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It was in the depths of her native Black Forest that Anne-Sophie Mutter first encountered John Williams’ music. The violinist recalls that there was not much else to do in that magical setting apart from play the violin, go for a walk, play football or go to the cinema. So in 1978, when Star Wars was released, the young girl discovered the existence of the man who was already a film score legend in Hollywood, largely thanks to Steven Spielberg’s Jaws. In this album, which includes new arrangements of some of John Williams’ iconic film music, she reinterprets excerpts from Georges Lucas’ saga, such as the lyrical piece Rey’s Theme from Episode VII, the mystical Yoda’s Theme, as well as Across the Stars, a melancholic romantic song from Star Wars: Attack of The Clones. Some of John Williams’ other great classics also feature on the album, including Hedwig’s Theme (which Mutter describes as “Harry Potter meets Paganini”), and Schindler’s List (whose solo violin part was originally played by the great Itzhak Perlman). Alongside these legendary pieces, the album also includes more original choices, such as an excerpt from the soundtrack of Tintin and the Secret of the Unicorn (the tense piece The Duel), as well as a glamourous waltz from Sabrina (Sydney Pollack’s remake of Billy Wilder’s famous film). Across the Stars was recorded at the Sony Pictures Scoring Stage in Hollywood, where so many iconic scores were born, from The Wizard of Oz and Lawrence of Arabia to Singin’ in the Rain and E.T., the latter unfortunately missing from this nevertheless vibrant and invigorating record. © Nicolas Magenham/Qobuz
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Quintets - Released November 3, 2017 | Deutsche Grammophon (DG)

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It is not just a matter of showbiz that sees the names of Anne-Sophie Mutter and Daniil Trifonov written in big letters on the cover of this CD (well... even bigger than Schubert's name, but let's let that lie): in fact, they play on all the pieces in the album, and in particular the famous Trout Quintet (wiith Hwayoon Lee on the viola, Roman Patkoló on the double bass and Maximilian Hornung on the cello), but also the movement of trio D 897, "Notturno" - whose name was added by an editor, whereas it appears that this was a movement originally written for the trio in B flat then set aside - and the two Lieder adapted for violin and piano respectively, by Jascha Heifetz and Mischa Elman. First among equals, Mutter leads proceedings with both energy and a delicate touch, and it's a safe bet that although this is only the latest in a long line of recordings of this quicksilver masterpiece by Schubert, it will soon find a prominent place in the discographic hall of fame. © SM/Qobuz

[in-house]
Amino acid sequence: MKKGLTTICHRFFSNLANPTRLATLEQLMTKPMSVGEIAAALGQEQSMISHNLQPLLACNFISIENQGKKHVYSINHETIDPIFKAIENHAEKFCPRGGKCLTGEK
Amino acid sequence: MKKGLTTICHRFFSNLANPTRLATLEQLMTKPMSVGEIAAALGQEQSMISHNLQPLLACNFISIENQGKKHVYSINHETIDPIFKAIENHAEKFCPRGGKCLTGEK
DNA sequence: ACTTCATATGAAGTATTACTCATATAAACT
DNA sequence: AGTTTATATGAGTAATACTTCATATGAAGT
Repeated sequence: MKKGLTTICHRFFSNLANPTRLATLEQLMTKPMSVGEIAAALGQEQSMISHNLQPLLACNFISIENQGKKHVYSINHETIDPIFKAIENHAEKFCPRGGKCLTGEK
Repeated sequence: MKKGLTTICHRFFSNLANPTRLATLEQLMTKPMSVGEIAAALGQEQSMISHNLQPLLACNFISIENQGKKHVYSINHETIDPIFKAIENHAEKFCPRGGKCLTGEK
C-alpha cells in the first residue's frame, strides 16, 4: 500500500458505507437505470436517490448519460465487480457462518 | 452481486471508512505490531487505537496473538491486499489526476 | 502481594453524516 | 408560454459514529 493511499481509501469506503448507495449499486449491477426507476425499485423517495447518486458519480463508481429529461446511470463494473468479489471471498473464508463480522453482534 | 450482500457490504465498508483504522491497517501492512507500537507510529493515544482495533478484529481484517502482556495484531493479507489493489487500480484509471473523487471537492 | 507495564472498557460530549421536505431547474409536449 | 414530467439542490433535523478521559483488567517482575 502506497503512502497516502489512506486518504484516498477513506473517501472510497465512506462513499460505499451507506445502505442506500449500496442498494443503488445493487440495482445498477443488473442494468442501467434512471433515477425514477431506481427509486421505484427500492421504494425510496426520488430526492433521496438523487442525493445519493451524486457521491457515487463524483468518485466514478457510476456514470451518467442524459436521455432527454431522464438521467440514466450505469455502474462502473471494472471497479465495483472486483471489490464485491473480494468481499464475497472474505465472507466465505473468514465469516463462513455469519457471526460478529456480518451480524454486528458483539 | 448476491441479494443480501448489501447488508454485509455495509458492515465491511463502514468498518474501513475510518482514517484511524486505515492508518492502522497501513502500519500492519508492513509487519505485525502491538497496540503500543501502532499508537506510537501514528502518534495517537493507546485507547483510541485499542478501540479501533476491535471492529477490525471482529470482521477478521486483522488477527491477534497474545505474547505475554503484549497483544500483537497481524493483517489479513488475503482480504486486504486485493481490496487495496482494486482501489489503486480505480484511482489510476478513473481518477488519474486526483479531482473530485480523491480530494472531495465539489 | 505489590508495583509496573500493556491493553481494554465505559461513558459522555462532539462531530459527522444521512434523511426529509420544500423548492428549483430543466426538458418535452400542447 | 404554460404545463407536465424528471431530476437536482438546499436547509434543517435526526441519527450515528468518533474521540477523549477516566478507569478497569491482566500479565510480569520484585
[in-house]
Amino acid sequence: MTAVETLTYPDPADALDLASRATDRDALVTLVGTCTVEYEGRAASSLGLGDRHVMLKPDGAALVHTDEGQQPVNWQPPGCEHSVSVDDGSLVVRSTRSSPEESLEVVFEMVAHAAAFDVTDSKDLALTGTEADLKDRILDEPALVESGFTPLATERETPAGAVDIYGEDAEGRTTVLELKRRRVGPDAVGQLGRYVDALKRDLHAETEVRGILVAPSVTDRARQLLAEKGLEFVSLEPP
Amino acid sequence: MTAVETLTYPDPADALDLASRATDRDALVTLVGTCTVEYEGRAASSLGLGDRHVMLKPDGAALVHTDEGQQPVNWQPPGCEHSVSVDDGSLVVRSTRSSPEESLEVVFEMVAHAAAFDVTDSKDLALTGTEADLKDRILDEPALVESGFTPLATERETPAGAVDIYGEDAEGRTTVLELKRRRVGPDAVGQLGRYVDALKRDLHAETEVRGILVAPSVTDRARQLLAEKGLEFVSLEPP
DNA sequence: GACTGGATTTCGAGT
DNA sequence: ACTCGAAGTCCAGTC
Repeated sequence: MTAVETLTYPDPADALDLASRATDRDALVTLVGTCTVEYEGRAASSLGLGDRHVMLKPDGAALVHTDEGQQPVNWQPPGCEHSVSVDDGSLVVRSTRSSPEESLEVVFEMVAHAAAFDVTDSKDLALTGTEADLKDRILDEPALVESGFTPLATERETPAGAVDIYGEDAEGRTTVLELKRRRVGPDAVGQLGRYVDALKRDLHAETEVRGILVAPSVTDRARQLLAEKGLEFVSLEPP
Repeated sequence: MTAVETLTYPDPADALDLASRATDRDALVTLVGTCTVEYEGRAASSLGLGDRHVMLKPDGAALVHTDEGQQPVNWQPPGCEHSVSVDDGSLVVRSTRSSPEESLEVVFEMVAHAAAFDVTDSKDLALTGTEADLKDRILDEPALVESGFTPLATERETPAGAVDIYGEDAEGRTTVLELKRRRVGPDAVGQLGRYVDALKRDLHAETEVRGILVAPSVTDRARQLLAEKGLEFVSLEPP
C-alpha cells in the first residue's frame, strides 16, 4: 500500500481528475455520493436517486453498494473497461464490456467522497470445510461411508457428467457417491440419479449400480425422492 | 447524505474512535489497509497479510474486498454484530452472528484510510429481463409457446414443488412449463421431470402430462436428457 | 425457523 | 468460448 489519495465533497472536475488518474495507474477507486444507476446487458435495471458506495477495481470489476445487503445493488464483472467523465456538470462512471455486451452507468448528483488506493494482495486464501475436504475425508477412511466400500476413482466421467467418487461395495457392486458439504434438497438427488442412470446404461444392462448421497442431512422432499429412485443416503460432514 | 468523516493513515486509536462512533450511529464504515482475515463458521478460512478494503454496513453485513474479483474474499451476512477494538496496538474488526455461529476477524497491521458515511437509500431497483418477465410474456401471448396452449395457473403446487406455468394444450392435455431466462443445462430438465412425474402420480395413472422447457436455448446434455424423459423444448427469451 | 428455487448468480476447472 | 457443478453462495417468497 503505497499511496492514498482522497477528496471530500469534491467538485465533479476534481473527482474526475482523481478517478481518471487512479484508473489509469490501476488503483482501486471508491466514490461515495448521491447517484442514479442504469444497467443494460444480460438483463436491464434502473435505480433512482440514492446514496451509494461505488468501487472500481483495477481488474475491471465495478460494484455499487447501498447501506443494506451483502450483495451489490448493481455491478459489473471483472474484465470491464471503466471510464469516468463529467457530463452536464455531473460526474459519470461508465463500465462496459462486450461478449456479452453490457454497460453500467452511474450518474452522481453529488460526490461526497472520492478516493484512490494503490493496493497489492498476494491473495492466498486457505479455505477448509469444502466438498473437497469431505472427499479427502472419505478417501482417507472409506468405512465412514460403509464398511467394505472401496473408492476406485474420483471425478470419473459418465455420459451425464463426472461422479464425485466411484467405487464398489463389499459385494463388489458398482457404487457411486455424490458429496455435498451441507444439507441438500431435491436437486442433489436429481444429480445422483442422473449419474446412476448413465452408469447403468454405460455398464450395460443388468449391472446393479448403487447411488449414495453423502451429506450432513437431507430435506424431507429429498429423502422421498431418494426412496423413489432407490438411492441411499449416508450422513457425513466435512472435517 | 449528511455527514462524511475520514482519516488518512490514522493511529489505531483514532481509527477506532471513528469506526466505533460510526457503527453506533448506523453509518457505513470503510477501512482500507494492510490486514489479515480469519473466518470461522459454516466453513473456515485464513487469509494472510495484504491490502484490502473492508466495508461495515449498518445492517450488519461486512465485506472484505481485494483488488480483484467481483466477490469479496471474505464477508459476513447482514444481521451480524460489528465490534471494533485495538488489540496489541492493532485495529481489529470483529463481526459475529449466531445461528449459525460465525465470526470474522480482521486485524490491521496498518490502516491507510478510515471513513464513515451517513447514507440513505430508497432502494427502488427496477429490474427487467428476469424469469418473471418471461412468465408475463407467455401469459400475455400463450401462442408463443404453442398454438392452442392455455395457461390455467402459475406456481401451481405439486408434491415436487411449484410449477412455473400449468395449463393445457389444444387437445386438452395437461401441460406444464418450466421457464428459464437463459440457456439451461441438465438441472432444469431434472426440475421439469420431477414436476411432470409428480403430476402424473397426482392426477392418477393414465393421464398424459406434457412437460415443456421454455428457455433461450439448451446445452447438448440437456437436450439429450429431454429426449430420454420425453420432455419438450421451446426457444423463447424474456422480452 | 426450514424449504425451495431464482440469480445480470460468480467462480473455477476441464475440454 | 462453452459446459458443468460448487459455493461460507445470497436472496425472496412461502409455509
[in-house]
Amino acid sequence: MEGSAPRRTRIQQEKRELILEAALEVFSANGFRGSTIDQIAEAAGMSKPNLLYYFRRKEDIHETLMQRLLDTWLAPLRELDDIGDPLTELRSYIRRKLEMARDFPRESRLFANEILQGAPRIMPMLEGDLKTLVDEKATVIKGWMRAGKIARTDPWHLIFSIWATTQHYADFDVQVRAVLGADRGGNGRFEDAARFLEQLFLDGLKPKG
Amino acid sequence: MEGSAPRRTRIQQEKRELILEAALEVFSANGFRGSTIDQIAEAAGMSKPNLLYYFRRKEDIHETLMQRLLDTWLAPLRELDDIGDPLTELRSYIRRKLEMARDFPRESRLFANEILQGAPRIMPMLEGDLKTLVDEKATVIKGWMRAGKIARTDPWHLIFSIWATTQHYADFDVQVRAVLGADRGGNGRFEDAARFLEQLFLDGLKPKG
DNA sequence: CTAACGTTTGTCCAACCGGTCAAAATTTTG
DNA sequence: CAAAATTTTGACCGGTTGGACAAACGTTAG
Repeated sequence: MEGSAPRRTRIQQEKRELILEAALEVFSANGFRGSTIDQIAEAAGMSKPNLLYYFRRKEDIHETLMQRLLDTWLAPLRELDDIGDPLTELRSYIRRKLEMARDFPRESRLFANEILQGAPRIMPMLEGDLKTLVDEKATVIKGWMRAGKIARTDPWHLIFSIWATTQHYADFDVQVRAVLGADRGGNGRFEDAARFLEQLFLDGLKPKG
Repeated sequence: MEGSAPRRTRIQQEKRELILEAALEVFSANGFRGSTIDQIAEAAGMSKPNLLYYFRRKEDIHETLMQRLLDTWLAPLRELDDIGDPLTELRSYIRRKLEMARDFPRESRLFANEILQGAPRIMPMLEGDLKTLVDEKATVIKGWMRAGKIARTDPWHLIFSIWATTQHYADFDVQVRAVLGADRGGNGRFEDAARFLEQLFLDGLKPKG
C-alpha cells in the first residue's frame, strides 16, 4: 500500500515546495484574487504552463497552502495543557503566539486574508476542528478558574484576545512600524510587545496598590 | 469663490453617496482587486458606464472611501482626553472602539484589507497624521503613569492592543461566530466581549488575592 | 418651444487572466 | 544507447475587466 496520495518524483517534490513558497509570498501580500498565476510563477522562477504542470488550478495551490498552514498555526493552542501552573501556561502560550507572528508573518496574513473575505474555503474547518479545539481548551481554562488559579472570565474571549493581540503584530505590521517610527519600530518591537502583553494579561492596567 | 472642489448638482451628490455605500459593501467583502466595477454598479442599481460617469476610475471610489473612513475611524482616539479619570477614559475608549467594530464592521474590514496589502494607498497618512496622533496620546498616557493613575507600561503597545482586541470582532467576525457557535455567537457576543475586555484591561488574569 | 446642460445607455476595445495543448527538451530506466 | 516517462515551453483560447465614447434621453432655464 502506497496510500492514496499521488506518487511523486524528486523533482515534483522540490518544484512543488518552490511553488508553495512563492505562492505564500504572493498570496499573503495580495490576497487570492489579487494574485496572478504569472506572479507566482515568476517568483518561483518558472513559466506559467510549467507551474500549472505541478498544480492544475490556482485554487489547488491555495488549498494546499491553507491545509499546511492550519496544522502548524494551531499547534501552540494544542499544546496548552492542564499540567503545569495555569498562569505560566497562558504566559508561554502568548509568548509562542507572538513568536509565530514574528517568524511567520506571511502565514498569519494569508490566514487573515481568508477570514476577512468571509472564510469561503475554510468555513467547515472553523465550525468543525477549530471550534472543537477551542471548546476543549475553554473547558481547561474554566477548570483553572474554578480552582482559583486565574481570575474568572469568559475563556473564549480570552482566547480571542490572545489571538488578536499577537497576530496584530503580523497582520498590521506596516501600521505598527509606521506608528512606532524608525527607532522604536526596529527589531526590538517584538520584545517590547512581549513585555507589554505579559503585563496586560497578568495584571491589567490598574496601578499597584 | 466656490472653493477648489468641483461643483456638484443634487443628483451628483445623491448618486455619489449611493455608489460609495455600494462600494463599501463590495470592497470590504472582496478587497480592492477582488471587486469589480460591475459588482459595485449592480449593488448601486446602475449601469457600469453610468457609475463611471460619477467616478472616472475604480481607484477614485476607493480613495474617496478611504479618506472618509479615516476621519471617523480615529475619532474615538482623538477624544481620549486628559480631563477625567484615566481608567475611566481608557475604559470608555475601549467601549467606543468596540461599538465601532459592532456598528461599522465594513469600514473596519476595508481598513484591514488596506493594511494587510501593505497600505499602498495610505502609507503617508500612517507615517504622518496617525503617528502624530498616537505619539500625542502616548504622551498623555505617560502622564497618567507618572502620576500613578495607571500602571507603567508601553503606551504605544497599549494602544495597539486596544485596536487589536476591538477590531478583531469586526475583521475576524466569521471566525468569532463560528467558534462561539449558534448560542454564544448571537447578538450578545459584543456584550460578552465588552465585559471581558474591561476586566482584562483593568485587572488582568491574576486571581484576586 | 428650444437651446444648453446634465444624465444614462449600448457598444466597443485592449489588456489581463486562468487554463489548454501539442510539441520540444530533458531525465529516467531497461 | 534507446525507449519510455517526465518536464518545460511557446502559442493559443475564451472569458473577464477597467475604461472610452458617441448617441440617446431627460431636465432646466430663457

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Classical - Released October 1, 1999 | Deutsche Grammophon (DG)

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Classical - Released January 1, 2015 | Deutsche Grammophon (DG)

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Classical - Released October 14, 2005 | Deutsche Grammophon (DG)

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When she was a fresh 15-year-old violinist in 1978, Anne-Sophie Mutter made her recording debut with a coupling of Mozart's Third and Fifth Violin Concertos with Herbert von Karajan conducting the Berlin Philharmonic. Now as an accomplished 42-year-old virtuoso in 2003, Mutter has recorded all five of Mozart's violin concertos plus his Sinfonia Concertante with herself conducting the London Philharmonic. The inevitable question is "how do they compare" and the unfortunate answer is "not too well." As a violinist, Mutter's tone has grown more gorgeous as her technique has become more effortless, but the ineffable charm and evanescent delight of her earlier recording is nowhere to be found. Where the 15-year-old was discovering and savoring the joyous beauty of Mozart's music, the 42-year-old woman is using that beauty to display her tone and technique. And where the younger violinist had as an accompanist a conductor of consummate control in Karajan, the older virtuoso has nobody between her and the overly responsive but often clumsy London Philharmonic and the results are just about technically acceptable and a far cry from the completely commanding Karajan. Like a pitcher needs a catcher and a writer needs an editor, a soloist needs an accompanist. Violist Yuri Bashmet plays Cary Grant to Mutter's Katharine Hepburn and while the sparks do fly in the Sinfonia concertante, there's no one in the director's chair to yell cut. Deutsche Grammophon's sound is very clear, very close, and very cool. © TiVo
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Classical - Released September 27, 2019 | Deutsche Grammophon (DG)

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Classical - Released January 1, 2019 | Deutsche Grammophon (DG)

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Classical - Released January 1, 1978 | Deutsche Grammophon (DG)

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Classical - Released January 1, 1995 | Deutsche Grammophon (DG)